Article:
Some people felt that the Edward Snowden revelations in 2013 would be a tipping point. Surely after the world became aware of the extent of the secret surveillance of online activity of the entire US population, things would have to change.
In many ways they were right, but perhaps not in the way they expected. Publicly at least, the US government has taken a few steps back from their bulk data collection. However, there is plenty of evidence to suggest that it continues, once again, in the shadows and behind closed doors.
And since then, more than a few other countries have followed suit. As the perceived terrorist threat to the Western world continues, more and more governments are making the case that bulk data collection and online snooping is necessary if they are to defend national security.
In other parts of the world, less democratic countries are increasingly aware of how effective online snooping can be to cement their control of a state or to quash opposition to their policies. As the technology becomes cheaper, so more and more governments are turning to such techniques.
And it is not just stated actors who are a threat to the online privacy of netizens around the world, Hackers are becoming more and more sophisticated in their techniques and more often than not are one step ahead of the security companies we all rely on to keep us safe.
So the question many people are asking themselves is, what can we do in this day and age to protect our online privacy?
Well, the fact remains that there are a number of security and privacy tools out there which remain effective. And while they may not offer any guarantees, they can make the job of those who would snoop on your online activity significantly harder. Often this is enough as hackers, in particular, tend to be looking for easy targets.
But what are they? Well, here is a run-down of the top 3 simple & effective ways to protect your online privacy in 2016:
1. Use a Password Manager: RECOMMENDED – 1password
Ask someone how many online accounts they have and most people would struggle to give you an accurate figure. Ask them if they can remember all the passwords for those accounts, and you will often get an answer in the affirmative.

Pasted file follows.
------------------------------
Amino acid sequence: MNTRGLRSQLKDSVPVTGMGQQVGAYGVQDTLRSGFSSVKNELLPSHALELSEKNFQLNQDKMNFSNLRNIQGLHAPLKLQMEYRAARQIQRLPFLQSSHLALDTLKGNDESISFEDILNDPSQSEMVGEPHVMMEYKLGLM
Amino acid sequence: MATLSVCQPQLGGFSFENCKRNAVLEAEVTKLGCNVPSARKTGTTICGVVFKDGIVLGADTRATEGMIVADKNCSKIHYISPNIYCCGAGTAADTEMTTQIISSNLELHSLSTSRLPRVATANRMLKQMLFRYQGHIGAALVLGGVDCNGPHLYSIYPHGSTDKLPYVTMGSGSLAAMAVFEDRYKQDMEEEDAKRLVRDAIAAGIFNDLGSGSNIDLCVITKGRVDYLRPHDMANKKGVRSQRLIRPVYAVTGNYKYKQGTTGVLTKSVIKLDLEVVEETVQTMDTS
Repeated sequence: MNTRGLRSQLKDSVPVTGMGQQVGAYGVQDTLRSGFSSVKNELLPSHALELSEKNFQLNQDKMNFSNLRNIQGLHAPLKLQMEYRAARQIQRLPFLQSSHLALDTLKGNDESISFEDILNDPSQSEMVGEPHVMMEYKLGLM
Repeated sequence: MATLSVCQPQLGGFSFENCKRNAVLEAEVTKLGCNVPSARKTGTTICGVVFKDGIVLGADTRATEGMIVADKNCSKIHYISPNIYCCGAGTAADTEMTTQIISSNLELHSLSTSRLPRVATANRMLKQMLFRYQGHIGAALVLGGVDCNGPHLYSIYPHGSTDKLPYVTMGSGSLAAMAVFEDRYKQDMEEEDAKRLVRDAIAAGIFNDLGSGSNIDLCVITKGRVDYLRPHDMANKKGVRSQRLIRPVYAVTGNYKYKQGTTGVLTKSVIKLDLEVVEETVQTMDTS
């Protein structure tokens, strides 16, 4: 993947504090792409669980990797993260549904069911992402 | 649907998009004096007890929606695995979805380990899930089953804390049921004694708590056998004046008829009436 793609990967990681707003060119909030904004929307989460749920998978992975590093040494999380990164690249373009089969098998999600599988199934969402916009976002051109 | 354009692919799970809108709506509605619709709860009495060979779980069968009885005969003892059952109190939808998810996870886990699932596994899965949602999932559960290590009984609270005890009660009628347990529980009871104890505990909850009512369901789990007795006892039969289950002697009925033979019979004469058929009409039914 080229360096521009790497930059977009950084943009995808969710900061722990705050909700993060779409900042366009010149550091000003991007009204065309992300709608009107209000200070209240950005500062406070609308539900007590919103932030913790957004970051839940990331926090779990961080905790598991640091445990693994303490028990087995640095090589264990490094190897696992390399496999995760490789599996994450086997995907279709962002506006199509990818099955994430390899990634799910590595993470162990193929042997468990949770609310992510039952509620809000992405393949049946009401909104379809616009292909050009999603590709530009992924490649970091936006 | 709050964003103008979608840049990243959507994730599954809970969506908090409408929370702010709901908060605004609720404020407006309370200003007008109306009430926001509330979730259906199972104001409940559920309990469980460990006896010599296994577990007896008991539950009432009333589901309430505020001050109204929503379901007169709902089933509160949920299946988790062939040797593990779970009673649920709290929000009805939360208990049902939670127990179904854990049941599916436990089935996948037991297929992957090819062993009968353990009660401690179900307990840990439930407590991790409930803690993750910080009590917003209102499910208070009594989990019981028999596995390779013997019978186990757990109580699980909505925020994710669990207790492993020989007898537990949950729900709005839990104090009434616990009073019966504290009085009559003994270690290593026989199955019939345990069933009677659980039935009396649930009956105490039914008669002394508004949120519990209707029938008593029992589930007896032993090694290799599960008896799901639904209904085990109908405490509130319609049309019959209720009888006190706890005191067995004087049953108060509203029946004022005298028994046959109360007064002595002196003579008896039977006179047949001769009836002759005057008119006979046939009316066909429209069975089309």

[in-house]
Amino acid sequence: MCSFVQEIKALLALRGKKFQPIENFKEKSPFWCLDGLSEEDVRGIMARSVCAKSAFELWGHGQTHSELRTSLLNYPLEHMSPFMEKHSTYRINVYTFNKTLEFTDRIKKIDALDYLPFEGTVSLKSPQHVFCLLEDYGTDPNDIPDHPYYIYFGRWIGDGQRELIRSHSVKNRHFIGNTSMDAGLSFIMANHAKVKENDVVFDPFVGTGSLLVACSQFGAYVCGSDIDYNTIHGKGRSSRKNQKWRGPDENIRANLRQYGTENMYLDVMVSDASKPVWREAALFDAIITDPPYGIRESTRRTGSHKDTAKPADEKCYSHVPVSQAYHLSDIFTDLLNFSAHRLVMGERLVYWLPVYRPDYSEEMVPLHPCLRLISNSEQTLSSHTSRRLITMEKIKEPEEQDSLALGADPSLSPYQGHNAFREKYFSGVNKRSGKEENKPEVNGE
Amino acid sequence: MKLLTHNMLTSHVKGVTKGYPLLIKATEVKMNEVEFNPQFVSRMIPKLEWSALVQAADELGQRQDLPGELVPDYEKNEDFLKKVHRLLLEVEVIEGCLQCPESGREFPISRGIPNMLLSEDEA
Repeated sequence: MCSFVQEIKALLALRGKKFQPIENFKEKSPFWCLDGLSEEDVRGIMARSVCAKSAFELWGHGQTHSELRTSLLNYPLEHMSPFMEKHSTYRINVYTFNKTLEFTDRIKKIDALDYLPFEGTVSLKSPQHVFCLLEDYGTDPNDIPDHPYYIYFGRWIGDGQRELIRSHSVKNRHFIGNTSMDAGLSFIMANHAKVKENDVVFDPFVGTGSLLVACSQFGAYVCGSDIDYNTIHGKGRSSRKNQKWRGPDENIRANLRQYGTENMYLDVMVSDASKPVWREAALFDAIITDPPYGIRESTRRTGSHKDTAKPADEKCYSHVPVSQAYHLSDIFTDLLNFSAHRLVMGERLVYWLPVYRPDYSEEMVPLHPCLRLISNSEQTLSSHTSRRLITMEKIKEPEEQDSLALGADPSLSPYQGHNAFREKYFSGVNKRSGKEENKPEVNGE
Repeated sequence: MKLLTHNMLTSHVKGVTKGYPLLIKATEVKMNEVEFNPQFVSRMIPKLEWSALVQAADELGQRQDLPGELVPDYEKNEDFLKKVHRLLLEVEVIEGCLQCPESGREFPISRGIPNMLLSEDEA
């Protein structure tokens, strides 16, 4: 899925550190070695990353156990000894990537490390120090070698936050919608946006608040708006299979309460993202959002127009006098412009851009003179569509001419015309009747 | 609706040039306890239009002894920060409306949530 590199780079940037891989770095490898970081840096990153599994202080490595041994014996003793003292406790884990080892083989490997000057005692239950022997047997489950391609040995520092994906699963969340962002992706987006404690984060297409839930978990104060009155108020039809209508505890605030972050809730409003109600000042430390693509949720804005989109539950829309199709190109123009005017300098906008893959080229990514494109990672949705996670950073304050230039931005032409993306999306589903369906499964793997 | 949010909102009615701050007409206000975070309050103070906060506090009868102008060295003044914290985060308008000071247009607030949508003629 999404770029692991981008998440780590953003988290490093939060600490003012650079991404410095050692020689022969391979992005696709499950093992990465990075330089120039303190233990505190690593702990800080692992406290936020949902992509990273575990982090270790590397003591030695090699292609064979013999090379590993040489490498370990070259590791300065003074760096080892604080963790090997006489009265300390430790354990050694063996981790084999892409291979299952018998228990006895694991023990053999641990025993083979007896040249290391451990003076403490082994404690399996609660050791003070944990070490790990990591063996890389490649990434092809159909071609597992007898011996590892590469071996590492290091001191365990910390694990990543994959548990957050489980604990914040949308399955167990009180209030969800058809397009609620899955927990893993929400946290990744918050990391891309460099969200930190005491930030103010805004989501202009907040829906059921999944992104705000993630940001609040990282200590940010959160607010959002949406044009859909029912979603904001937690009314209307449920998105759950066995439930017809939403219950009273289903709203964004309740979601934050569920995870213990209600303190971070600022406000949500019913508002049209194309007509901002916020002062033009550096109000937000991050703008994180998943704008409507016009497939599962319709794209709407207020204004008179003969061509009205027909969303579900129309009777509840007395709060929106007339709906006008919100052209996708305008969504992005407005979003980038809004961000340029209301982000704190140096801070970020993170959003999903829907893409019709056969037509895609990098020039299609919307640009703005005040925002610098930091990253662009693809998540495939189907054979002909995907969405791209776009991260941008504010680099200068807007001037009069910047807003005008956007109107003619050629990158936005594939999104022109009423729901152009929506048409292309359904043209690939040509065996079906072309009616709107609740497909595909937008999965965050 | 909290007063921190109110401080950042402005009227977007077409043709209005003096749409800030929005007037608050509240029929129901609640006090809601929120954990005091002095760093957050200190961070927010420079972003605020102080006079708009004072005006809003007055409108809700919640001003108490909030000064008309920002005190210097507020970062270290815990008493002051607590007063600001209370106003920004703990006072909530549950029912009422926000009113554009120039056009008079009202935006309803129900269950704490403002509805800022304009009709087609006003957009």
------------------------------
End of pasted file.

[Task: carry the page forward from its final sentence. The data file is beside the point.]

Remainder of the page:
Why? Because almost all of us are far too lax when it comes to setting passwords. We know we won’t remember anything too complex, so we settle for something simple and easy to remember. Often we will use the same password for all, or many, of our accounts.
And all of this plays into the hands of an online snooper, as cracking one password can give them access to all your data. It is so unnecessary too when there are password managers on the market.
A password manager will help you to generate complex, hard-to-crack passwords for all your accounts. It will then remember them for you, hiding them behind one single secure password, which is all you need to remember.
There are plenty on the market, but for me, 1pass is the pick of the bunch right now for its security features and also it’s user-friendly interface.
2. Use a VPN whenever connected to the internet
A VPN or Virtual Private Network is just essential these days for anyone interested in ensuring their data remains private online.
They work be rerouting all your online traffic via an encrypted pathway to an external server. This encrypted pathway means that all your online data is encoded and secure from hackers and other prying eyes.
Rerouting your data also hides your IP Address and this makes you almost completely anonymous online too. This is important if you want to ensure privacy while using your webcam to call someone on Skype, using FaceTime, or especially any online webcam-enabling site.
And what’s more a VPN can travel with you, so you can also be sure of your privacy on notoriously insecure public Wi-Fi networks.
There are too many out there, and too many different factors, to make a single recommendation of a VPN, but I do suggest you check out a reliable comparison site to see which VPN is the right one for you.
3. Use a Reliable AntiVirus – RECOMMENDED – Avast
Last but by no means least, a reliable and regularly updated anti-virus program is also vital.
Sure, they are not always perfect, but they are better than nothing, and as long as you ensure that they are regularly updated, most do offer a reasonable level of protection against some of the most common tools used by hackers and online snoopers, such as Malware.
There are plenty of paid-for anti-virus providers on the market, but in my view, there are free tools which are just as good. My pick at the moment is Avast, but if you don’t think they are the right ones for you, head to a comparison site again to find one you like.